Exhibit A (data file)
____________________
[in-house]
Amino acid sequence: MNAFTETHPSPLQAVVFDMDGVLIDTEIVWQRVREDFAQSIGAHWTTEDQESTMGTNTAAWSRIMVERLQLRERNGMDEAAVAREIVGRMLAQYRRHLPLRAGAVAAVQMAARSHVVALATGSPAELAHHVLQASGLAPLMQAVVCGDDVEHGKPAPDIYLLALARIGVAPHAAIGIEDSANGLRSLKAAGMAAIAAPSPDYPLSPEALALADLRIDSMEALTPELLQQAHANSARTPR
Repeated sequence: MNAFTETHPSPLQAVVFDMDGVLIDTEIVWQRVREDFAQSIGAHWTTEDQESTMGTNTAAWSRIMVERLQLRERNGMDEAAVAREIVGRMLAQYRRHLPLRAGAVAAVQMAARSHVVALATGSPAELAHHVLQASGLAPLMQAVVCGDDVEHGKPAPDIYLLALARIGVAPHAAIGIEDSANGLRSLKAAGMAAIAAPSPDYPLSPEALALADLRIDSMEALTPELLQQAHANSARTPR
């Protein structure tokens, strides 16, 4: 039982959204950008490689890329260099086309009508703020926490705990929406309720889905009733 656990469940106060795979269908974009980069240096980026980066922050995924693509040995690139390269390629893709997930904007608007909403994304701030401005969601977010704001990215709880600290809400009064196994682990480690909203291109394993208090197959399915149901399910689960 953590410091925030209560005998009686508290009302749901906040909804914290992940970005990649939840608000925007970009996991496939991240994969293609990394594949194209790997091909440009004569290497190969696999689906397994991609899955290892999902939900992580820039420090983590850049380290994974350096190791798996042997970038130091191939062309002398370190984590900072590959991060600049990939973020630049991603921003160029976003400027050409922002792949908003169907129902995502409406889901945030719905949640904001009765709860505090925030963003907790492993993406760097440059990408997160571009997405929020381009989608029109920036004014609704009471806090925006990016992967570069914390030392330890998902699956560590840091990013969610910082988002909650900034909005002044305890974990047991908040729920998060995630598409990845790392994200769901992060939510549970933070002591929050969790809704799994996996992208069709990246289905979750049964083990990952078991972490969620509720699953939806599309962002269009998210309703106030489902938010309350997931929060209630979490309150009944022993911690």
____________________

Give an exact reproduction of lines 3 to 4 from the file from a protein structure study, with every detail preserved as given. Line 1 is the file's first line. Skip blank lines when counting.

Repeated sequence: MNAFTETHPSPLQAVVFDMDGVLIDTEIVWQRVREDFAQSIGAHWTTEDQESTMGTNTAAWSRIMVERLQLRERNGMDEAAVAREIVGRMLAQYRRHLPLRAGAVAAVQMAARSHVVALATGSPAELAHHVLQASGLAPLMQAVVCGDDVEHGKPAPDIYLLALARIGVAPHAAIGIEDSANGLRSLKAAGMAAIAAPSPDYPLSPEALALADLRIDSMEALTPELLQQAHANSARTPR
């Protein structure tokens, strides 16, 4: 039982959204950008490689890329260099086309009508703020926490705990929406309720889905009733 656990469940106060795979269908974009980069240096980026980066922050995924693509040995690139390269390629893709997930904007608007909403994304701030401005969601977010704001990215709880600290809400009064196994682990480690909203291109394993208090197959399915149901399910689960 953590410091925030209560005998009686508290009302749901906040909804914290992940970005990649939840608000925007970009996991496939991240994969293609990394594949194209790997091909440009004569290497190969696999689906397994991609899955290892999902939900992580820039420090983590850049380290994974350096190791798996042997970038130091191939062309002398370190984590900072590959991060600049990939973020630049991603921003160029976003400027050409922002792949908003169907129902995502409406889901945030719905949640904001009765709860505090925030963003907790492993993406760097440059990408997160571009997405929020381009989608029109920036004014609704009471806090925006990016992967570069914390030392330890998902699956560590840091990013969610910082988002909650900034909005002044305890974990047991908040729920998060995630598409990845790392994200769901992060939510549970933070002591929050969790809704799994996996992208069709990246289905979750049964083990990952078991972490969620509720699953939806599309962002269009998210309703106030489902938010309350997931929060209630979490309150009944022993911690």